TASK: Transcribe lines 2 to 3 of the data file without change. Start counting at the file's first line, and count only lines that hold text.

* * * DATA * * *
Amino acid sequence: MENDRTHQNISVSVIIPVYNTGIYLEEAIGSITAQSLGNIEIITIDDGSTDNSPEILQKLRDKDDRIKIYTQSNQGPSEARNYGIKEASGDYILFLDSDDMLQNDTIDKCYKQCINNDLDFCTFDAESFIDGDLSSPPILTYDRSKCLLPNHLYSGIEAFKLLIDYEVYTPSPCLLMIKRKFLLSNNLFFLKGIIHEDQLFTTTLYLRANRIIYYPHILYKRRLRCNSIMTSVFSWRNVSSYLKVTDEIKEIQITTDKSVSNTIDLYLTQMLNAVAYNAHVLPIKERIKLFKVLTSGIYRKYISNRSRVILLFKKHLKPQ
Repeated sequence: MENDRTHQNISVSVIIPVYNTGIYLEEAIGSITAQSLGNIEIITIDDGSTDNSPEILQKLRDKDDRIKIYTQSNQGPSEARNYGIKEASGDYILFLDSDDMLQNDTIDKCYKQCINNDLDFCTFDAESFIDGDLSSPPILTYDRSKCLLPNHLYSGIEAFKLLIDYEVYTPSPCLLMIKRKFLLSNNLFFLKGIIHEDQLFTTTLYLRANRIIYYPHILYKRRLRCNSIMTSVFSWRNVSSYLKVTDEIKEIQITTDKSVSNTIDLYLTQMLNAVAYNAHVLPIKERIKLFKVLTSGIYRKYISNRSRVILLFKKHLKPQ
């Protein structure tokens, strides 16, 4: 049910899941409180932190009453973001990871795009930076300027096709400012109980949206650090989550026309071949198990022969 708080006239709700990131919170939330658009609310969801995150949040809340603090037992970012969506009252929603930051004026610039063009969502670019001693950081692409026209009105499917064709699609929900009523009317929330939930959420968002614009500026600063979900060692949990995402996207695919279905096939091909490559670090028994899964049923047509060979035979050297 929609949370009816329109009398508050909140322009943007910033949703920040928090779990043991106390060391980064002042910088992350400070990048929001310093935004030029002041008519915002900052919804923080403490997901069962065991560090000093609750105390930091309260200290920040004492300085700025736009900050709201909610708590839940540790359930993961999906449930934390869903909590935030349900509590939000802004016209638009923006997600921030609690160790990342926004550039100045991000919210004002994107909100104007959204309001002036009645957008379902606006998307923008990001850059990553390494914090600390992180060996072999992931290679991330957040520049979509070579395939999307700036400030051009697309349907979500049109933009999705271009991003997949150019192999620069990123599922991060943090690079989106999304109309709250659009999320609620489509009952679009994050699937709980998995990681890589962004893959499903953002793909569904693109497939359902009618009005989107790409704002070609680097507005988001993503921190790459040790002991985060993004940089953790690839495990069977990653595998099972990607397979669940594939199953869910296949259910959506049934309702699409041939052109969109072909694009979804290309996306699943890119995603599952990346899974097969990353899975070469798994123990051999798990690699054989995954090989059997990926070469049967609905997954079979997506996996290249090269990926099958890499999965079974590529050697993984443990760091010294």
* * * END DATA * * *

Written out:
Repeated sequence: MENDRTHQNISVSVIIPVYNTGIYLEEAIGSITAQSLGNIEIITIDDGSTDNSPEILQKLRDKDDRIKIYTQSNQGPSEARNYGIKEASGDYILFLDSDDMLQNDTIDKCYKQCINNDLDFCTFDAESFIDGDLSSPPILTYDRSKCLLPNHLYSGIEAFKLLIDYEVYTPSPCLLMIKRKFLLSNNLFFLKGIIHEDQLFTTTLYLRANRIIYYPHILYKRRLRCNSIMTSVFSWRNVSSYLKVTDEIKEIQITTDKSVSNTIDLYLTQMLNAVAYNAHVLPIKERIKLFKVLTSGIYRKYISNRSRVILLFKKHLKPQ
């Protein structure tokens, strides 16, 4: 049910899941409180932190009453973001990871795009930076300027096709400012109980949206650090989550026309071949198990022969 708080006239709700990131919170939330658009609310969801995150949040809340603090037992970012969506009252929603930051004026610039063009969502670019001693950081692409026209009105499917064709699609929900009523009317929330939930959420968002614009500026600063979900060692949990995402996207695919279905096939091909490559670090028994899964049923047509060979035979050297 929609949370009816329109009398508050909140322009943007910033949703920040928090779990043991106390060391980064002042910088992350400070990048929001310093935004030029002041008519915002900052919804923080403490997901069962065991560090000093609750105390930091309260200290920040004492300085700025736009900050709201909610708590839940540790359930993961999906449930934390869903909590935030349900509590939000802004016209638009923006997600921030609690160790990342926004550039100045991000919210004002994107909100104007959204309001002036009645957008379902606006998307923008990001850059990553390494914090600390992180060996072999992931290679991330957040520049979509070579395939999307700036400030051009697309349907979500049109933009999705271009991003997949150019192999620069990123599922991060943090690079989106999304109309709250659009999320609620489509009952679009994050699937709980998995990681890589962004893959499903953002793909569904693109497939359902009618009005989107790409704002070609680097507005988001993503921190790459040790002991985060993004940089953790690839495990069977990653595998099972990607397979669940594939199953869910296949259910959506049934309702699409041939052109969109072909694009979804290309996306699943890119995603599952990346899974097969990353899975070469798994123990051999798990690699054989995954090989059997990926070469049967609905997954079979997506996996290249090269990926099958890499999965079974590529050697993984443990760091010294």